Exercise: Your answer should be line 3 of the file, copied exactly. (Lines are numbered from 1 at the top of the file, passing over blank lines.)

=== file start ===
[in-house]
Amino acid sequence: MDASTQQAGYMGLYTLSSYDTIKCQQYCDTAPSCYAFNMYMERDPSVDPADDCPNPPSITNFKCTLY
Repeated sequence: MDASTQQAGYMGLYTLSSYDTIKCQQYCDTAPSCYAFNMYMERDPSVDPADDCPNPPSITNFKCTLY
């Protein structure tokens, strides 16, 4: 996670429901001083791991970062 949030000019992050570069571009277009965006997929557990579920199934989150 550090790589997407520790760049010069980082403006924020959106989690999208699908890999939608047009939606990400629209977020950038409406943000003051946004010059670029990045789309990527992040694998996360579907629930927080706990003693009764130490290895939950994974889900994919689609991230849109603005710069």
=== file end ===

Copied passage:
Repeated sequence: MDASTQQAGYMGLYTLSSYDTIKCQQYCDTAPSCYAFNMYMERDPSVDPADDCPNPPSITNFKCTLY